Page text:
His magazine has been sharply critical of Azerbaijani authorities, particularly President Ilham Aliyev. The magazine has on several occasions been closed or fined by the courts.
Huseinov spoke in December about the lawsuits targeting "Monitor," accusing the authorities of harassing the publication for political purposes. "I seriously protested, because this is illegal," he said. "This is unambiguously a political order, because two days prior [to that], parliamentary speaker Murtuz Aleskerov in a speech asked the government to express its relation to 'Monitor' magazine and to take serious measures against it. Two days later, court bailiffs are seeking to deny us any profits. And this is simply a political action. What they want is to bankrupt 'Monitor.'"
Huseinov's slaying comes amid a broad government crackdown on the media and opposition activists that has followed flawed presidential elections held in October 2003, when Aliyev succeeded his father.
Rauf Arifoglu, deputy chairman of the Musavat opposition party and editor in chief of the opposition newspaper "Yeni Musavat," was arrested after the election. In October 2004, Arifoglu was sentenced to five years in prison after a conviction for organizing antigovernment protests.
Alex Lupis, program coordinator for Europe and Central Asia at the New York-based Committee to Protect Journalists, told RFE/RL that he believes the killing was part of a campaign against Azerbaijan's independent media. "Unfortunately we have also seen a number of incidents over the past years that continue to indicate that the government is cracking down on independent and opposition journalists that criticize the government," Lupis said.
Lupis added that the Committee to Protect Journalists is calling on Western governments to take a stronger stand against such persecution.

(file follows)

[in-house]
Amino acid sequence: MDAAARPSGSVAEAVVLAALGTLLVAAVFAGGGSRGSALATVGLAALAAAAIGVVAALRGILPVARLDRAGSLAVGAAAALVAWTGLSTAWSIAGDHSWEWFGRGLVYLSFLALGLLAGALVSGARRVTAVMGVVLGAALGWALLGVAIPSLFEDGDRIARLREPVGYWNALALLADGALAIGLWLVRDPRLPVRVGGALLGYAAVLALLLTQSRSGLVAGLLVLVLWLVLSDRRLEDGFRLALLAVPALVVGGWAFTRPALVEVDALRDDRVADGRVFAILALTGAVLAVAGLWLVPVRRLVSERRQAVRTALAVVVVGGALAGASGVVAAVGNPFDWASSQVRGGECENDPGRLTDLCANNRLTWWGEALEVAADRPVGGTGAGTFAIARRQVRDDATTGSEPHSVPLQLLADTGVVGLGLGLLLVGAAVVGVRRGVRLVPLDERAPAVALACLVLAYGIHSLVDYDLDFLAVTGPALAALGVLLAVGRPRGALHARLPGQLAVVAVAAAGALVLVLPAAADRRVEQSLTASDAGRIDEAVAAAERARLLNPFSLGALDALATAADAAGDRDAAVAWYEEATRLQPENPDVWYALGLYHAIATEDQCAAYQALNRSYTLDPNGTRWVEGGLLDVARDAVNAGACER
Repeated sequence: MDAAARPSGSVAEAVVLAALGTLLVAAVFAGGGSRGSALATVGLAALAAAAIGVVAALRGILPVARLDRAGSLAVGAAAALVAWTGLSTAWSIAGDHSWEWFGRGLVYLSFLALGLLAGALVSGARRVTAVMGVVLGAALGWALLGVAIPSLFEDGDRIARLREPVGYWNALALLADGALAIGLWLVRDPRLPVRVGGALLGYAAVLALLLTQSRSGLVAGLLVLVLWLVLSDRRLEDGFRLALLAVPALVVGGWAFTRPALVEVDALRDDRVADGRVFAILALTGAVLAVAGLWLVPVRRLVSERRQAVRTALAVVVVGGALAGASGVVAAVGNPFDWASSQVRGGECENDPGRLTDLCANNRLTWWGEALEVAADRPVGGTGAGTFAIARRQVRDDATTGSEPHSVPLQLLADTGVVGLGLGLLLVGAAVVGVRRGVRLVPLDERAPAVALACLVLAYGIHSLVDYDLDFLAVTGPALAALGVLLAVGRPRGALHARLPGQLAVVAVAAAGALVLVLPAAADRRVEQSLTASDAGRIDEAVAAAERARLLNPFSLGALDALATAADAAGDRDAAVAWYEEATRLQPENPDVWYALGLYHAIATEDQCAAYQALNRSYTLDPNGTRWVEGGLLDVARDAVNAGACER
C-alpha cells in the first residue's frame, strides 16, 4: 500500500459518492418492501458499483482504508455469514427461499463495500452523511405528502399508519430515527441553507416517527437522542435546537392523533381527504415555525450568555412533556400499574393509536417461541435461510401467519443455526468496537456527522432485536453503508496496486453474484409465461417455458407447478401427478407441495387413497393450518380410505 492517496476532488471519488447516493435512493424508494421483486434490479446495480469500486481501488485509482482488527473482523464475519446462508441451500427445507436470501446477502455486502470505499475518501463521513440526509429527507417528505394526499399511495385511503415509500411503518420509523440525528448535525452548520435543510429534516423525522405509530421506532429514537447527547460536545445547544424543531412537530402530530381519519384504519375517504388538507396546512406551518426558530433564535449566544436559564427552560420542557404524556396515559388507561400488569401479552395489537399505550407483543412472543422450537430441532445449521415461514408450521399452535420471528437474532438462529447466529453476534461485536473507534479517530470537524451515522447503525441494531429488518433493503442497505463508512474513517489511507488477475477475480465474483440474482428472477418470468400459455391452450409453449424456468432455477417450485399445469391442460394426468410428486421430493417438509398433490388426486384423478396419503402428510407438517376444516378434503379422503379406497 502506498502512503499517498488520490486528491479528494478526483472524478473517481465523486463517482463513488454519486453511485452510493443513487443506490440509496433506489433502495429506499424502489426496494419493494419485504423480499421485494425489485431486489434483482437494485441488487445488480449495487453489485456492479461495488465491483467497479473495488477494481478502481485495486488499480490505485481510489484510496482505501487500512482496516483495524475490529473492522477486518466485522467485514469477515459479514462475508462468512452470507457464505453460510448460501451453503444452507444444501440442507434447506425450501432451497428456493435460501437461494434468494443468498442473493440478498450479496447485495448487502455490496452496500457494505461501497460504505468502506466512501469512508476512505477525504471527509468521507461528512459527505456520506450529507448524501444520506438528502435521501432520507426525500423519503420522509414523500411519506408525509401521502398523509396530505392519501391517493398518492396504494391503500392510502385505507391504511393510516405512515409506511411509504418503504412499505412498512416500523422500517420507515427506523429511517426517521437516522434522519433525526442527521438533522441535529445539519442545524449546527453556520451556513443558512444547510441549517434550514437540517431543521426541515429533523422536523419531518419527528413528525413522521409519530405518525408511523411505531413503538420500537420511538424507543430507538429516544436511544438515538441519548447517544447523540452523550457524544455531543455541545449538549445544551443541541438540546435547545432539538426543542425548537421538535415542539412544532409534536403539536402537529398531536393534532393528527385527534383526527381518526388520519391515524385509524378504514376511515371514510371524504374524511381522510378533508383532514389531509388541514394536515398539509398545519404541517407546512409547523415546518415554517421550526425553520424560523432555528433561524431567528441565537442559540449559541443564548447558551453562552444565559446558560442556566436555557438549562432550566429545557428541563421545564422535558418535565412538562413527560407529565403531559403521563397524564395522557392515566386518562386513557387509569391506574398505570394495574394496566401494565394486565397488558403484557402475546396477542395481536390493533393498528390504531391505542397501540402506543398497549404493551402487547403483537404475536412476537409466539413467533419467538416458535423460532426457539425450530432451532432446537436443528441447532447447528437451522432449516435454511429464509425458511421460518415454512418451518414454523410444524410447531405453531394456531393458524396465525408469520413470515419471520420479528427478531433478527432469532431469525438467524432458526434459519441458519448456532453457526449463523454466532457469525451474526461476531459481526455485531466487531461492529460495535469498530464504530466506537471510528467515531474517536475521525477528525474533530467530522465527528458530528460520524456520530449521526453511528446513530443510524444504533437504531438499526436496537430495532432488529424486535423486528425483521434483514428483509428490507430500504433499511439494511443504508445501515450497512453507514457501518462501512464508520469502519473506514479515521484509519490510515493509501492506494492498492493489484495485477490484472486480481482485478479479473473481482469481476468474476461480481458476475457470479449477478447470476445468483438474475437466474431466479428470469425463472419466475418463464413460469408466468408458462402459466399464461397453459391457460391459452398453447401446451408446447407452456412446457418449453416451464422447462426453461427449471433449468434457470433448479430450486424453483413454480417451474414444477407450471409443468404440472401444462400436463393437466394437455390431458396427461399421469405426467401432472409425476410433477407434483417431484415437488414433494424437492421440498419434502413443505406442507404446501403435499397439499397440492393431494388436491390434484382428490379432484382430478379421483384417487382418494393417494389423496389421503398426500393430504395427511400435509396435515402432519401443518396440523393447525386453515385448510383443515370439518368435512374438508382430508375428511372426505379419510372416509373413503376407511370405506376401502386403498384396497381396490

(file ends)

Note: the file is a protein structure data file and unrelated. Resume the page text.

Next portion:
Diana Orlova is the European coordinator at the International Press Institute in Vienna. She said the West's unwillingness to pressure Azerbaijan's political leaders is allowing them to continue applying pressure on the independent media. She said infringements on media freedom get much less attention in the West than in nearby Ukraine or Belarus, for instance.
"Definitely [there has been less attention devoted to this] than, for example [instances in] Ukraine or Belarus, where elections have recently taken place and a lot of pressure was put on the authorities about press freedom," Orlova said.
Orlova said that "Monitor" has long angered Azerbaijan's ruling elite. In February, military forces detained one of the magazine's journalists, Akrep Hasanov, and held him for five hours after he had exposed abuses and mismanagement in an Azerbaijani military unit.
The leader of the opposition Popular Front Party, Ali Kerimli, told RFE/RL yesterday in Baku that Azerbaijan's authorities should either find the killers or resign.
"Elmar [Huseinov] has been a victim of a state terror. Everyone should know that and should not be afraid to say that. We will either force them [the authorities] to bring the perpetrators to justice, or we will force them [the authorities] to resign," Kerimli said, and urged Azerbaijan's political parties and rights groups to turn Huseinov's funeral into a massive protest.
Meanwhile, senior officials appear eager to convince the public that they will do all they can to find and prosecute Huseinov's killer or killers.
Azerbaijani deputy prosecutor Remiz Rizaev told Reuters yesterday that he views the crime as a provocation against the state. "This is a horrible crime plotted against the state; it's provocation," he said. "We now have a special investigating team from the police, national security, and the prosecutor's office. This could have been a contract killing, and we will try to investigate this as quickly as possible and solve this crime."
In a joint statement issued today, Azerbaijan's Security and Interior ministries and Prosecutor-General's Office warned the opposition against using Huseinov's killing "to exacerbate the political situation and spread confrontation" and pledged to quickly solve the crime.
(RFE/RL's Azerbaijani Service contributed to this story.)